Sunday, October 12, 2008

'Do You Know the Way to Santa Fe?'

OK, so it's San Jose, but Santa Fe's where we've been this weekend ... Dori, the kids and I. We're in the Albuquerque airport, reminiscing about a weekend getaway Dori and the kids have all ranked a perfect 10.

We arrived Friday morning, checked into our hotel and then headed through the beautiful town of Santa Fe into the Sangre De Cristo Mountains. The scenery was stunning, especially as we ascended Hyde Park Road into Santa Fe National Park and the adjoining state park. Lime green aspen trees at the lower elevations began to change to a brilliant yellow with occasional flashes of orange. Firs and evergreens competed with the aspens for space, with many firs choking out the aspens that emerged after a great fire 100 years ago. All we could do was oooh and ahhh. I'll post photos when we get back to Tennessee.

Dinner at the Blue Corn Cafe and Brewery was outstanding. My blue corn enchiladas with red and green chile, spanish rice and pinto beans were perfect, complimented by a tasty India Pale Ale brewed onsite. The heat from the chiles caused a sweat, which evoked laughter from my weekend mountain friends.

I blew off an early Saturday morning run to enjoy scrumptious pancakes in bed with my family. Taking the advice of my boss, we drove to Bandelier National Monument for a hike. WOW and WOW AGAIN. What an amazing place. The canyon, which is a national park, was the home to Indians between 1200-1600. We saw reconstructed kivas, which were essentially circular pits that were used for religious ceremonies and meetings. The kids climbed ladders into the cliffs. Dori even joined them at one site. Archaic drawings were evident on the 1,000-foot cliffs. Our children sponged up the views and asked great questions, some that we could answer and some that stumped us.

At the end of the trail loop, we reached an alcove with a series of steep ladders that scaled 140 feet. Signs warned visitors to avoid the climb if you're afraid of heights or not in good health. Dori made it up the first level before deciding this isn't the way she wanted to go after smacking cancer upside the head the past year.

My mind was racing at this point. The kids really wanted to climb to the top. I'm a play-it-safe kinda guy, especially with the kids, but I decided this was a moment for growing up (them) and letting go (me). Kathryn led our three-person team, with Will behind her and me underneath. Going up wasn't a problem. The views back down the canyon were stunning.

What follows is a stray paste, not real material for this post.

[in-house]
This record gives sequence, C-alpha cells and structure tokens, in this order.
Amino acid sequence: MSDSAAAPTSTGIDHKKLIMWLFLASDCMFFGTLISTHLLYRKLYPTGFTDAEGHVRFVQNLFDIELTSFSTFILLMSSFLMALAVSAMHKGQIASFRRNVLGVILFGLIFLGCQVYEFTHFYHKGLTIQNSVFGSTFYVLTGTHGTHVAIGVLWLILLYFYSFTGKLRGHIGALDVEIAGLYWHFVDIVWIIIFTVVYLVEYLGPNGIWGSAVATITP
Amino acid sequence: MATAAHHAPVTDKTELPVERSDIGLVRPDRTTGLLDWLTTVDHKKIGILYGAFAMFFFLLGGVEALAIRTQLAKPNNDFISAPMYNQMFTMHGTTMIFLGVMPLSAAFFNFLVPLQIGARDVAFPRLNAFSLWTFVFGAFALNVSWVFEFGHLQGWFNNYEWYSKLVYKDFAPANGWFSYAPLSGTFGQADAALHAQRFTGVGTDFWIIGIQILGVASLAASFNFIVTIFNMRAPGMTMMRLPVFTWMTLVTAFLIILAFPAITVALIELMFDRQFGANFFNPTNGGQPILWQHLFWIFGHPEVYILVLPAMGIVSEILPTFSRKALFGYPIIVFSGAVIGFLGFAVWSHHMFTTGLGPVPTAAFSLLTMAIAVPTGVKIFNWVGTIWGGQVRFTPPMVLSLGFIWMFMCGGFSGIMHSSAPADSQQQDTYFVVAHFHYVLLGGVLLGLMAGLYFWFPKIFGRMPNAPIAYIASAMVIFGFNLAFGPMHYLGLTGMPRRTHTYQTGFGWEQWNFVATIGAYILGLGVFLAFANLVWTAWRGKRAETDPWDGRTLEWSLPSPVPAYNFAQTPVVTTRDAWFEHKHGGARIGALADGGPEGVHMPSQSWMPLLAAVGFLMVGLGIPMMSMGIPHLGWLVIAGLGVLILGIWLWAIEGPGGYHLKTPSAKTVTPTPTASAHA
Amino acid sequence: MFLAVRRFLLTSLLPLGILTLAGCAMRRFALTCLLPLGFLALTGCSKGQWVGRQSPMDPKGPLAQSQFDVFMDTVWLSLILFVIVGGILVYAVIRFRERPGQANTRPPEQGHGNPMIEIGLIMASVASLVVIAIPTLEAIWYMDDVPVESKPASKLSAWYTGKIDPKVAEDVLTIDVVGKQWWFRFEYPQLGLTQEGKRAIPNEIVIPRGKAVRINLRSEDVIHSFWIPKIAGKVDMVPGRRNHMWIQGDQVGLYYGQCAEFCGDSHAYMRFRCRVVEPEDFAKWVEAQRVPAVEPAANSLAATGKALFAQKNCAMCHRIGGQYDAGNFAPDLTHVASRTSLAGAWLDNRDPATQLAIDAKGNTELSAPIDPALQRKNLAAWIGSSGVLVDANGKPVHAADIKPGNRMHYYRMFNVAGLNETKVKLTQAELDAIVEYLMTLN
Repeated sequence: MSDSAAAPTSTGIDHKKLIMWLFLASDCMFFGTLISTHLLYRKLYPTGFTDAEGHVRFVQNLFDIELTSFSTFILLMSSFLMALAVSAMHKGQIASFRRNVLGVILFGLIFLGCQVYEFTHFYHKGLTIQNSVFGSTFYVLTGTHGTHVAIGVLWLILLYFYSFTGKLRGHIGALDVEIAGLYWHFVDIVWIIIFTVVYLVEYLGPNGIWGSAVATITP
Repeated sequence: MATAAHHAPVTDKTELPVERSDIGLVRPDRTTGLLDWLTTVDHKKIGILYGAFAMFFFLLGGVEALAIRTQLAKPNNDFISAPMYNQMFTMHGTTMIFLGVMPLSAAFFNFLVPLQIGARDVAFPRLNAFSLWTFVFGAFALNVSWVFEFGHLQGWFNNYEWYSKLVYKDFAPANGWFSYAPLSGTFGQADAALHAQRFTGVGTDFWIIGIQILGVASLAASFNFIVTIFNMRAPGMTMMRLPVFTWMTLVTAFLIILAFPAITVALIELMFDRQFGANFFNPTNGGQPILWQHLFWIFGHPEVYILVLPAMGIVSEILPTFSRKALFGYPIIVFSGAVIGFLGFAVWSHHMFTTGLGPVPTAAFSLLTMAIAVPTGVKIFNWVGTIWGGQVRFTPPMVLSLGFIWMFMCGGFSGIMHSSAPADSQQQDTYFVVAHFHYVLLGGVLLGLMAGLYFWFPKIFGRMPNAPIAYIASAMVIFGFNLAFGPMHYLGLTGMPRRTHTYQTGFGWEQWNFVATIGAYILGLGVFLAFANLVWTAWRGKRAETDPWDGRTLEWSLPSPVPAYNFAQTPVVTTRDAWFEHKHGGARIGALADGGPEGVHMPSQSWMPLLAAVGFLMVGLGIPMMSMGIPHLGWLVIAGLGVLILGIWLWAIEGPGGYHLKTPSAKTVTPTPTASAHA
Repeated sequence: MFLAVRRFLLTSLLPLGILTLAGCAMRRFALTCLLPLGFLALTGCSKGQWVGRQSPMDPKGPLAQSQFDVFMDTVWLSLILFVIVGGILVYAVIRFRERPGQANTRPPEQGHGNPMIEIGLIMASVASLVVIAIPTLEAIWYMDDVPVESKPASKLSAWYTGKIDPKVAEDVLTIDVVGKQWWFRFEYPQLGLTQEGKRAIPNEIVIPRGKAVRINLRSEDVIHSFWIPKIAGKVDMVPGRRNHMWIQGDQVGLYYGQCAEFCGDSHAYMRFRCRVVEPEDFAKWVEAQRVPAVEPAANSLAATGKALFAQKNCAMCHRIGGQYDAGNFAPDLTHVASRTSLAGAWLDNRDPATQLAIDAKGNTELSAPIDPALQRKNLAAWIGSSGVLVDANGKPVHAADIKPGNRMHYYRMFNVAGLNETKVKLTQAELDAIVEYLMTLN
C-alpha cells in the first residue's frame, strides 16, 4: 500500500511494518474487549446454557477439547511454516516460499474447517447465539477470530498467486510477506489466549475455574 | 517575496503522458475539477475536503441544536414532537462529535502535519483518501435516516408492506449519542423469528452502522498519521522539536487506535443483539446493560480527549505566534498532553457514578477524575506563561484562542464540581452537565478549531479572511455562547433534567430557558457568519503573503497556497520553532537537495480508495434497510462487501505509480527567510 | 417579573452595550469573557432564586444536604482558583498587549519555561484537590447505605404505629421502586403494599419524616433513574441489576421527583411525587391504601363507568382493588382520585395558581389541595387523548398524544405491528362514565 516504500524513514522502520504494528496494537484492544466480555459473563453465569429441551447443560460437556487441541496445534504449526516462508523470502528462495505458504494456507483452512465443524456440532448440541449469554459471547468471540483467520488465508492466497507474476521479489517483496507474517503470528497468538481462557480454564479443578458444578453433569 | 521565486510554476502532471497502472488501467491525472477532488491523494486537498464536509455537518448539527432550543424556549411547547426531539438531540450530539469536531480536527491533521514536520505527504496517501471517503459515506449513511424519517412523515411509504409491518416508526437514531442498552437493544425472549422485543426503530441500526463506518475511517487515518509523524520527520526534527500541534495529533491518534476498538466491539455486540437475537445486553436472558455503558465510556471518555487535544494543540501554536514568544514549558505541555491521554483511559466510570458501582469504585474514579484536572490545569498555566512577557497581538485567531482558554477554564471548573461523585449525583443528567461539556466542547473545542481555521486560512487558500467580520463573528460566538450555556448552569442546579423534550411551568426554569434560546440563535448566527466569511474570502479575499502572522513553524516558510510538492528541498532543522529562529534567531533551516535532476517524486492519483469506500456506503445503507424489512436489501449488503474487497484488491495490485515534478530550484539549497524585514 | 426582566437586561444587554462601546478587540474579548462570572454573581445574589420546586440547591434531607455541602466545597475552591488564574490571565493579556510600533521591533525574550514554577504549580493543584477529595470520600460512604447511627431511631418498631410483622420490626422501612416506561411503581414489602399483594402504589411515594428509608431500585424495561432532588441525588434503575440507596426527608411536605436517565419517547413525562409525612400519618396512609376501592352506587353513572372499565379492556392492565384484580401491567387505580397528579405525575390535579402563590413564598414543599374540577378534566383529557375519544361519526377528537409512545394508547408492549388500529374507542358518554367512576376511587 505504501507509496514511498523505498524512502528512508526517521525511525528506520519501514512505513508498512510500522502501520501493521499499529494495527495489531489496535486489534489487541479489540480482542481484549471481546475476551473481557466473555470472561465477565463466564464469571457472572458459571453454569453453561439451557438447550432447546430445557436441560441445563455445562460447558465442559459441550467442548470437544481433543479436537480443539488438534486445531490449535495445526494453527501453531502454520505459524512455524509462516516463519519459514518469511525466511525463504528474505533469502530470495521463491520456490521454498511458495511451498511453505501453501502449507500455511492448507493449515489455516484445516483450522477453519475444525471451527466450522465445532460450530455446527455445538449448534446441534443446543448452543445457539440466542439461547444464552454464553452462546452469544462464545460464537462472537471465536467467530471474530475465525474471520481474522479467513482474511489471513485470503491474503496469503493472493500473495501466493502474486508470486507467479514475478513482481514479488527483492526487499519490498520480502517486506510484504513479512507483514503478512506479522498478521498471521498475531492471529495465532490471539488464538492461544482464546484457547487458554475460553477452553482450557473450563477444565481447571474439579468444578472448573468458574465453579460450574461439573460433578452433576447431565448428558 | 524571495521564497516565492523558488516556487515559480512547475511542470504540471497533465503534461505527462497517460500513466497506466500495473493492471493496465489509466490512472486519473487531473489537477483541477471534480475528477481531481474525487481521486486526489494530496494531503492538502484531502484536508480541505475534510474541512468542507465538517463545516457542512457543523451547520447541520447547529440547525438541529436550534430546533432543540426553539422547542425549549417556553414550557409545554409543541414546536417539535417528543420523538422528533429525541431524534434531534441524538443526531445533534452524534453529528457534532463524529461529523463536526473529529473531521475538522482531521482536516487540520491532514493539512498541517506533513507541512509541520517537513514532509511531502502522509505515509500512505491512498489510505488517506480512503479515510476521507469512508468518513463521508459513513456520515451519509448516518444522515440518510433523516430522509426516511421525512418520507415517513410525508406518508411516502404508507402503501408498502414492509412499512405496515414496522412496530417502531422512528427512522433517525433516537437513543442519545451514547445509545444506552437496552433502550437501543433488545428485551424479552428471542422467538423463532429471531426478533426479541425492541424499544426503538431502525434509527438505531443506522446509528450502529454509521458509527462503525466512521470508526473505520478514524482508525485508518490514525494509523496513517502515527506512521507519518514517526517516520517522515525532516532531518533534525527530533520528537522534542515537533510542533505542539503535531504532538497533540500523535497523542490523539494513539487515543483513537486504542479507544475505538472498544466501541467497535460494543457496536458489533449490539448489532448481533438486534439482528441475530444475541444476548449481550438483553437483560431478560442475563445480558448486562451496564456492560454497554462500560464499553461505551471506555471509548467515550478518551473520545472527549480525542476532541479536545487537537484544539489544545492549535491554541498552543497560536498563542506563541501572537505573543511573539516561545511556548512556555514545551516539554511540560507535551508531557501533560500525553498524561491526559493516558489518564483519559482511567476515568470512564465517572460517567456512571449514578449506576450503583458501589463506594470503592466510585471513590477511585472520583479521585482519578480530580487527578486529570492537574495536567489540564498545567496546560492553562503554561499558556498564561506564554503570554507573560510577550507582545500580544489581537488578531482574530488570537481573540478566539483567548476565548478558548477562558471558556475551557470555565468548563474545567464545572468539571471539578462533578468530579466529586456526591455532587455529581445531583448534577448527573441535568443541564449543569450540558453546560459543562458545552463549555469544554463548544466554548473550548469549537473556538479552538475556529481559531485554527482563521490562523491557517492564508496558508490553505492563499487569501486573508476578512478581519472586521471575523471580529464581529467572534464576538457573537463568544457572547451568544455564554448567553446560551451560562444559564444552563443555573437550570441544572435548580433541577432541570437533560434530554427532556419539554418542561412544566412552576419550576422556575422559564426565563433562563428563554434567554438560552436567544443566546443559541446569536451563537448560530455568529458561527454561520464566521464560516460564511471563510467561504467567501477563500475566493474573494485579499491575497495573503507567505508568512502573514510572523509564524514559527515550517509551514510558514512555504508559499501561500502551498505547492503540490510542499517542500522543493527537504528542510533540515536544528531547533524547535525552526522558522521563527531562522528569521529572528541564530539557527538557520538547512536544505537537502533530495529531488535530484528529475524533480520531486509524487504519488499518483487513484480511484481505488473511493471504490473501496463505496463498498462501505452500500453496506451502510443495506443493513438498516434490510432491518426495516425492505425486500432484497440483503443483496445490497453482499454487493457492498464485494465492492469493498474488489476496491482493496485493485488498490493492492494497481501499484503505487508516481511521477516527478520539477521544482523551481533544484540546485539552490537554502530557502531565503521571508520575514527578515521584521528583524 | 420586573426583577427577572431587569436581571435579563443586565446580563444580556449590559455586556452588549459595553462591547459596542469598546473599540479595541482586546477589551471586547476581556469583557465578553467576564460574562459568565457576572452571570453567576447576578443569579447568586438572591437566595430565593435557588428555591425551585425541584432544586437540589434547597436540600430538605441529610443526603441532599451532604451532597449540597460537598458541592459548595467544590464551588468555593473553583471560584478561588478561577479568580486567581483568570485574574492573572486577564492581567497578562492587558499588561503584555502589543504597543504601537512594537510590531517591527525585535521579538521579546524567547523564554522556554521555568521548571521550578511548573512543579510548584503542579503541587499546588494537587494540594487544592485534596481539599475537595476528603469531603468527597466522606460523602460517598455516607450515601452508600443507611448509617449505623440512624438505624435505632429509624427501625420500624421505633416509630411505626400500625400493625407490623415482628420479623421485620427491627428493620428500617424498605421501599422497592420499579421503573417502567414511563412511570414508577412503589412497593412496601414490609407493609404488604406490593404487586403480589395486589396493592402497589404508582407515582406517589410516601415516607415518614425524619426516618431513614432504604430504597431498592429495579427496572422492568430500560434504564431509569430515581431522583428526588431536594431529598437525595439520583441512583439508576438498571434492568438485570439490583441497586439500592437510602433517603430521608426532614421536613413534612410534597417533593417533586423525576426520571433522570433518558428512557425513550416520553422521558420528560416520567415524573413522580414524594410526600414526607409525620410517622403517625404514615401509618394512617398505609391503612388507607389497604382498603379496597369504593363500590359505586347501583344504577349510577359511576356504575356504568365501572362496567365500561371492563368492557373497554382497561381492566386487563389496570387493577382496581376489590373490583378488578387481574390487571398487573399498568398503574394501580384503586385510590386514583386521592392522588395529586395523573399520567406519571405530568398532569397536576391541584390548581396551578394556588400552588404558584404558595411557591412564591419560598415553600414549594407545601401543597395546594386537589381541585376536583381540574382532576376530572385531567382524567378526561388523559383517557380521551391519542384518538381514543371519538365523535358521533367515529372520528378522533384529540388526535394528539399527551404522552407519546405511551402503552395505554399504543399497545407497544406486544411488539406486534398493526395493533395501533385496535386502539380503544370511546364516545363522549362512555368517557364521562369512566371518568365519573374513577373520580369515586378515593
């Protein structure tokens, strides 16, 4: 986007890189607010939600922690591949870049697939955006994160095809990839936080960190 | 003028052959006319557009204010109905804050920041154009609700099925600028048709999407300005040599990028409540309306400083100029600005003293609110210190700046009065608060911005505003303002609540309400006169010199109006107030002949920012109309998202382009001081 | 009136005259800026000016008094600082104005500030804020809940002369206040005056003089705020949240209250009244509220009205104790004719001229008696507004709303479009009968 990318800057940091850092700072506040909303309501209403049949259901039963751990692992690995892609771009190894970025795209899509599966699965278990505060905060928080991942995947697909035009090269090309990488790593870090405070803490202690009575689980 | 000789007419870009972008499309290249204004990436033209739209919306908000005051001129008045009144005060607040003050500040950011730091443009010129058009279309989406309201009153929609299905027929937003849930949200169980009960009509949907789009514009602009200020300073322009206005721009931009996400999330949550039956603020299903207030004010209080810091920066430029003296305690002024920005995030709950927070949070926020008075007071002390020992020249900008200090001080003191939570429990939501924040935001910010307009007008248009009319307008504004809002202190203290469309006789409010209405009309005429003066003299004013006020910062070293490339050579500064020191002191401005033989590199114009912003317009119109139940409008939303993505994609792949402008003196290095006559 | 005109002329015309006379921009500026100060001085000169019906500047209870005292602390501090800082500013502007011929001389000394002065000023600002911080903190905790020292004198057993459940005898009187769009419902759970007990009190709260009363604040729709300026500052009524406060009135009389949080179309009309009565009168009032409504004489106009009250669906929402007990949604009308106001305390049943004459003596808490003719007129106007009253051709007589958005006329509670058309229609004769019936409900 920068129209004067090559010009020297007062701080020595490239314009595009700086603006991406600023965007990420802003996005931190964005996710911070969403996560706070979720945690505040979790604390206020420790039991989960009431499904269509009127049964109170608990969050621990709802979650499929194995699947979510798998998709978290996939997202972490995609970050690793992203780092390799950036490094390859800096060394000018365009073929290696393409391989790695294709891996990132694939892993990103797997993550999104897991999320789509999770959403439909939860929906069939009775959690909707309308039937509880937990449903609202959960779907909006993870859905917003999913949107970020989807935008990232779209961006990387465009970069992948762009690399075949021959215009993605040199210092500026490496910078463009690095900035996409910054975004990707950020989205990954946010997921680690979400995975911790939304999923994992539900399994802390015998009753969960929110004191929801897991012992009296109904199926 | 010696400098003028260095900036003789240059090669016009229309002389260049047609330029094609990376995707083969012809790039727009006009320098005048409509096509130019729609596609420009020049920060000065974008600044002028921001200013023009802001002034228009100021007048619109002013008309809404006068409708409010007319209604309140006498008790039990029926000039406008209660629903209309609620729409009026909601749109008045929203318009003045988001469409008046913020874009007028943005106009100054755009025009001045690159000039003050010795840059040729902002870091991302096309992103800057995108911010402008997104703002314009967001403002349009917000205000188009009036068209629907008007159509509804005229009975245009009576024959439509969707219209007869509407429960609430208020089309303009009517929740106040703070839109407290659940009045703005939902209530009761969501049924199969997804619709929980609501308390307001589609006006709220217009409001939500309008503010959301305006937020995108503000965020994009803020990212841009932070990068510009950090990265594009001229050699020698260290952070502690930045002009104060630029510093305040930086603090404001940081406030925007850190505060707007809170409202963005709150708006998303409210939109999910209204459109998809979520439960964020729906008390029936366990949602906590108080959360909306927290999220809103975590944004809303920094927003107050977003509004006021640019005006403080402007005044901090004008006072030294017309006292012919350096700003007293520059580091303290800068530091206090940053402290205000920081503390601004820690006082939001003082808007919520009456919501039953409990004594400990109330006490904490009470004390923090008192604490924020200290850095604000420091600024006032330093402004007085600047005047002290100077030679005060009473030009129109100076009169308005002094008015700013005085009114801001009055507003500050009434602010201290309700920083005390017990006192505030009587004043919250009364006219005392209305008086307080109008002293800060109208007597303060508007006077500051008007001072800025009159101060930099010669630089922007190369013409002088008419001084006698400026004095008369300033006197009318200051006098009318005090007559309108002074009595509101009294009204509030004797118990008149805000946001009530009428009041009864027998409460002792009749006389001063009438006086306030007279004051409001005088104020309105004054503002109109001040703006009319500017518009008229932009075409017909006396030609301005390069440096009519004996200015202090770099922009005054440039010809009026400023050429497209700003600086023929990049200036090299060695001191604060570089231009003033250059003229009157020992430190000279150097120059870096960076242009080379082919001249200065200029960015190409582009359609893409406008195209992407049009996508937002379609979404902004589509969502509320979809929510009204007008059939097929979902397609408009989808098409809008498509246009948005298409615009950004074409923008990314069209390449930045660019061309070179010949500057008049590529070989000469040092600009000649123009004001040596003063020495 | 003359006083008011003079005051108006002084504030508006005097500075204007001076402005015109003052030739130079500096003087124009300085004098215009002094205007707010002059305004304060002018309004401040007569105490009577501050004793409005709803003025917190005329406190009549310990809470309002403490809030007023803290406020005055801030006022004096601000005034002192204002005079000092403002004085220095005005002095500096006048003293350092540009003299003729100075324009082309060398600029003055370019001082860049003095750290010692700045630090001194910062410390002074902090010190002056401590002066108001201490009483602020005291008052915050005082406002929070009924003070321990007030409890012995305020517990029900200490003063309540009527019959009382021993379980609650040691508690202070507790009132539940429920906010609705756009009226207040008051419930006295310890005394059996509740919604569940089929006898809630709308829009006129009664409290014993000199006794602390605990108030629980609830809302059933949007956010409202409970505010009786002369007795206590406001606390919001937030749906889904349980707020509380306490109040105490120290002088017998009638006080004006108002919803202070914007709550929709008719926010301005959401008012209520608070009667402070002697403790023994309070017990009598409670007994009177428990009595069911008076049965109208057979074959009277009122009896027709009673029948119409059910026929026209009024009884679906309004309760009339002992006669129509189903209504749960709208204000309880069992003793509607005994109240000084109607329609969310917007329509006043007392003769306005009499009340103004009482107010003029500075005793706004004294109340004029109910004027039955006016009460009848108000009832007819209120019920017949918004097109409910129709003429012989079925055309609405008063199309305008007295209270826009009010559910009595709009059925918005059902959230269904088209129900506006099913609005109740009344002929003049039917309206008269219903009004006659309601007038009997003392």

Kathryn was the only person in our group that made it to the top. Will decided three-quarters of the way up was enough. Going down tested our nerves. I went first with Will next. Will recognized he needed total focus, and so he did. He was nervous at first and so was I, but he did it. Kathryn was fast on the way up and fast on the way down. I had to ask her to slow down, but she looked strong the whole way. I'm glad I let go a little and let the kids experience something very special.

Back in Santa Fe, we found a sports bar and watched the Commodores lose to Mississippi State 17-14. Note to the coaching staff: Play Mackenzi Adams as your QB if you want to finish the year strong. It was hard to watch our offense sputter with our best QB on the sidelines. Dori and Kathryn shopped in downtown Santa Fe as Will and I watched the carnage in Starkville.

We ate a good dinner at Zia Diner, then called it an early night. I woke up early to get in my last decent run before San Francisco. The thin air was noticeable, and it was also unusually humid. So it was a slow one - six miles that finished up a good hill. Glad that one is over, but glad I ran through downtown Santa Fe, which is home to many of the area's 250 art galleries. What a sight it all was in the peacefulness of a cool Sunday morning. Very spiritual, so I feel like I did attend church today.

New Mexico is a great place to bring a family. The vastness of the Southwest soothes the soul and rejuvenates the spirit. I'm glad we did this spur-of-the-moment trip and am grateful to my family members back home who made it possible. Thanks, Annie and Stephen and Mom and Dan.

Looking forward to sharing some photos ...

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